The following is a media release submitted to SOURCE
FRAMINGHAM – Workers continue to resist the one-size-fits-all mentality when it comes to the workplace, according to the 2019 Staples Workplace Survey.
In particular, backlash to the open workspace trend persists, with over half of employees (52 percent) saying an open office layout creates distractions, and 40 percent reporting that their office space is too open.
But the solution to the open workplace isn’t closing it up; rather, employees crave choice when it comes to where they work and the environments that inspire them to be most productive.
Employees see major upside to more choice—an overwhelming majority (90 percent) believe more flexible work arrangements and schedules will increase morale.
Even more compelling for employers, flexibility and employee retention go hand in hand: Two-thirds of employees (67 percent) would consider leaving their job if their work arrangements became less flexible.
A dedicated work-from-home policy may be one of the most effective ways to introduce flexibility: 64 percent of workers say they work remotely at least some of the time—yet only one in three employers (34 percent) have either a formal or informal policy in place.
“The concept of work-life balance has given way to the simpler concept of ‘work life’—one’s life at work. Employees no longer embrace the traditional 9-to-5, and instead seek an environment that accommodates the fact that their needs may change day-to-day,” said Chris DeMeo, Vice President, Staples Brand Group. “The smartest employers are acknowledging this reality and offering their workers more autonomy when it comes to where, when and how they work. It may be a leap of faith for offices used to the old ways of doing things, but it’s one that could yield dividends in terms of recruitment, retention and productivity.”
“Office policies alone are not enough to satisfy employees’ desire for flexibility,” added Susan Kill, Vice President of Furniture, Staples. “Workplace design has a huge impact on employee happiness and morale. You could chase the latest trends—like open versus closed offices—but if workers aren’t provided the flexibility to choose the setting that inspires them most, you’re unlikely to maximize their productivity and perhaps even their longevity with the company.”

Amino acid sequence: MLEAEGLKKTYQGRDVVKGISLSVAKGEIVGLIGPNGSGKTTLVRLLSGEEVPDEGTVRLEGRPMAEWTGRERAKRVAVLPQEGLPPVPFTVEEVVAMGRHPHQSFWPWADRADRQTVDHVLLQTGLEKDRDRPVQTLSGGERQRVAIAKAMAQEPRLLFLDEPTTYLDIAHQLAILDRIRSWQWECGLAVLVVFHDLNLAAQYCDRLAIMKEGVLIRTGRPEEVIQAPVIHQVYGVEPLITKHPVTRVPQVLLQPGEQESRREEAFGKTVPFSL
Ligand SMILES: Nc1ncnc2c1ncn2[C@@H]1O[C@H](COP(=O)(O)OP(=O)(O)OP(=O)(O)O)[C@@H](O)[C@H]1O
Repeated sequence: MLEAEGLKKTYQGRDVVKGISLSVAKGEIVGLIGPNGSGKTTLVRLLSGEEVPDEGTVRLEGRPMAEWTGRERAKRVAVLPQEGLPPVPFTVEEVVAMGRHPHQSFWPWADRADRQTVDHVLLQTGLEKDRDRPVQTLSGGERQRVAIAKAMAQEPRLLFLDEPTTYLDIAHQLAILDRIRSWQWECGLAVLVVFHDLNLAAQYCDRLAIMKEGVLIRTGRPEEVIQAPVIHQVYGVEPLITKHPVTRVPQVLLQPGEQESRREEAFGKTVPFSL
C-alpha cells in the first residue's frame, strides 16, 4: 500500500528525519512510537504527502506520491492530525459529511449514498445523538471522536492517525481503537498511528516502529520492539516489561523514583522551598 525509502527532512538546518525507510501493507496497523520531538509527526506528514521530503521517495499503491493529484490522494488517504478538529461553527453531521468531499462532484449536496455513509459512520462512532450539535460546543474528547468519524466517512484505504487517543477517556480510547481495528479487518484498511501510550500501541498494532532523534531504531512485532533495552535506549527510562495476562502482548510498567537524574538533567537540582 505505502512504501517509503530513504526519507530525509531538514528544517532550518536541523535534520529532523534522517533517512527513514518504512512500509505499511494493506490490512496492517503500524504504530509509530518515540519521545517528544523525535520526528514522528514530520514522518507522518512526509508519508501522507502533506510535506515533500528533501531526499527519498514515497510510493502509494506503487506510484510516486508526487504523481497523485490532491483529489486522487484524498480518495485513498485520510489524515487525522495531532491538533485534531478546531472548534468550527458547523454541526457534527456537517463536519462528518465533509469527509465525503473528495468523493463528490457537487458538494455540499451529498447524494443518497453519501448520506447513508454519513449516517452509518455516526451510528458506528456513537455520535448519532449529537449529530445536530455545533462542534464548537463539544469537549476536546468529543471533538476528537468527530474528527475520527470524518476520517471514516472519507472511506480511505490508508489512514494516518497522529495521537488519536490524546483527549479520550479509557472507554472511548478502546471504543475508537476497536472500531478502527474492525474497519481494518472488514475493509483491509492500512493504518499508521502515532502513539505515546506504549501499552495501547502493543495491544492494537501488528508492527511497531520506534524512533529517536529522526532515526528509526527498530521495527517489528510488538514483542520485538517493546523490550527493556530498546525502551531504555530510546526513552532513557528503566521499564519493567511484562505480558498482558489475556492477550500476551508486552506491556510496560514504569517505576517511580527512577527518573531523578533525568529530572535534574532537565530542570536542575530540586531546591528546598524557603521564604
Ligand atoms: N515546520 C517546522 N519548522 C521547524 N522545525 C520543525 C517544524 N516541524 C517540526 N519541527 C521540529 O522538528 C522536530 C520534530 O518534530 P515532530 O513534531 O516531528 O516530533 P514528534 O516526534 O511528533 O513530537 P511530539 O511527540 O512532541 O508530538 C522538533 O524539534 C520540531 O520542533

Employers also do not have the technology in place to support employees working remotely, with a minority offering collaboration tools that allow workers to stay connected, such as cloud-based file management (offered by just 36 percent) and instant messaging (34 percent).
Employees prioritize wellness, but employers aren’t making the grade
Flexibility is not the only thing workers want their employers to offer when it comes to work-life integration.
Employees also want a healthy place to work. In fact, they’d be willing to sacrifice cash for it: Two in five employees (forty-one percent) would take a 10 percent pay cut for a job that cares more about their health and wellness.
More than three-quarters (78 percent) believe their employers have a responsibility to help them stay mentally and physically well.
But employers have work to do when it comes to meeting these needs. Survey respondents only give their employers a “C” grade when asked to assess their focus on health and wellness.
Less than half (42 percent) of employers offer some sort of wellness program, and just 22 percent of workers say their offices have a dedicated wellness room that can be used for things like breastfeeding and employees who need to take medication.
“We’re learning more and more every day about the connections between work and our overall wellbeing. We know that stress, extended periods of sitting, and the prevalence of unhealthy snacks in the office can all have serious physical consequences, and the mental impact of long, busy work days can’t be overstated,” added DeMeo. “But employers don’t have to accept this as ‘the way things are.’ They have so many options for improving their employees’ health and wellness and bolstering productivity, ranging from gym reimbursement programs and fresh fruit in the breakroom, to ergonomic furniture and standing desks, to even dedicated ‘mental health days’ for employees feeling worn down.”
Additional trends identified in the 2019 Staples Workplace Survey include:
- Mental health days—both official and unofficial—are common, with 41 percent of employees having taken them. Among those who explicitly told their supervisor they were taking a mental health day, 92 percent say their employer was supportive.
- Nearly one-third of Millennials are unlikely to be at the same job five years from now, citing increased earning potential as their main motivator.
- Across the board, employees with disabilities are less likely to find that their offices accommodate their needs. For example, two-thirds say their office space meets their physical needs, versus 82 percent of workers with no disability, and while more than three quarters (77 percent) of employees without disabilities say their office spaces enable productivity, only 64 percent of employees with disabilities agree.
These findings are from a poll KRC Research conducted on behalf of Staples in October 2018. A sample of 1,001 office workers in the U.S. and Canada was interviewed online. To qualify, respondents had to be adults who spent at least 10 percent of their time working in an office setting.
Headquartered in Framingham, Staples operates in North America.